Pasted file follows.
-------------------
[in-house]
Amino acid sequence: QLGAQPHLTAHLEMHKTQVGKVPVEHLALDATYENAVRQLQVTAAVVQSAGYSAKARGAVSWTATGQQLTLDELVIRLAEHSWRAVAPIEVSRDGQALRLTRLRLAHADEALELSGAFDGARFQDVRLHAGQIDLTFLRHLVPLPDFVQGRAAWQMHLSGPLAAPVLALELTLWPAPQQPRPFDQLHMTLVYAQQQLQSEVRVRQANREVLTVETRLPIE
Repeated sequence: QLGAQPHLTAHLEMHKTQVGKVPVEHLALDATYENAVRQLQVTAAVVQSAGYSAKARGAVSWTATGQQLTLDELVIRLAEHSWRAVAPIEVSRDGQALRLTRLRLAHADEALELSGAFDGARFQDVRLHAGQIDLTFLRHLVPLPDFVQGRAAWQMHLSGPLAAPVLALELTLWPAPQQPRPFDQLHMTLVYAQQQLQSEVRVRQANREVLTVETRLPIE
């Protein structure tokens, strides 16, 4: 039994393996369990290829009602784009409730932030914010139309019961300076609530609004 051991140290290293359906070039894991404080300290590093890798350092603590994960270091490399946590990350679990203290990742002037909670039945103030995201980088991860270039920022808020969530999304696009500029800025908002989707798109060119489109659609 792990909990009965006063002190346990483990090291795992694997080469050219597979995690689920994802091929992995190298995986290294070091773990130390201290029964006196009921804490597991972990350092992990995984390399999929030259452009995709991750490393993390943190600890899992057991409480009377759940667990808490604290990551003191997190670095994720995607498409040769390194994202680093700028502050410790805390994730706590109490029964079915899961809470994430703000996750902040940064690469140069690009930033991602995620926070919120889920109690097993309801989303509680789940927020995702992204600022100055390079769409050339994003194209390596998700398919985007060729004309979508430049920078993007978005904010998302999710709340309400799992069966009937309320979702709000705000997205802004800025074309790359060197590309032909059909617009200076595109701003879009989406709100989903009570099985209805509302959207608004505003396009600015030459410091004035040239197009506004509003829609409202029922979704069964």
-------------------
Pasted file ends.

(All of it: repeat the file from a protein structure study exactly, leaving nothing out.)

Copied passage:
[in-house]
Amino acid sequence: QLGAQPHLTAHLEMHKTQVGKVPVEHLALDATYENAVRQLQVTAAVVQSAGYSAKARGAVSWTATGQQLTLDELVIRLAEHSWRAVAPIEVSRDGQALRLTRLRLAHADEALELSGAFDGARFQDVRLHAGQIDLTFLRHLVPLPDFVQGRAAWQMHLSGPLAAPVLALELTLWPAPQQPRPFDQLHMTLVYAQQQLQSEVRVRQANREVLTVETRLPIE
Repeated sequence: QLGAQPHLTAHLEMHKTQVGKVPVEHLALDATYENAVRQLQVTAAVVQSAGYSAKARGAVSWTATGQQLTLDELVIRLAEHSWRAVAPIEVSRDGQALRLTRLRLAHADEALELSGAFDGARFQDVRLHAGQIDLTFLRHLVPLPDFVQGRAAWQMHLSGPLAAPVLALELTLWPAPQQPRPFDQLHMTLVYAQQQLQSEVRVRQANREVLTVETRLPIE
């Protein structure tokens, strides 16, 4: 039994393996369990290829009602784009409730932030914010139309019961300076609530609004 051991140290290293359906070039894991404080300290590093890798350092603590994960270091490399946590990350679990203290990742002037909670039945103030995201980088991860270039920022808020969530999304696009500029800025908002989707798109060119489109659609 792990909990009965006063002190346990483990090291795992694997080469050219597979995690689920994802091929992995190298995986290294070091773990130390201290029964006196009921804490597991972990350092992990995984390399999929030259452009995709991750490393993390943190600890899992057991409480009377759940667990808490604290990551003191997190670095994720995607498409040769390194994202680093700028502050410790805390994730706590109490029964079915899961809470994430703000996750902040940064690469140069690009930033991602995620926070919120889920109690097993309801989303509680789940927020995702992204600022100055390079769409050339994003194209390596998700398919985007060729004309979508430049920078993007978005904010998302999710709340309400799992069966009937309320979702709000705000997205802004800025074309790359060197590309032909059909617009200076595109701003879009989406709100989903009570099985209805509302959207608004505003396009600015030459410091004035040239197009506004509003829609409202029922979704069964």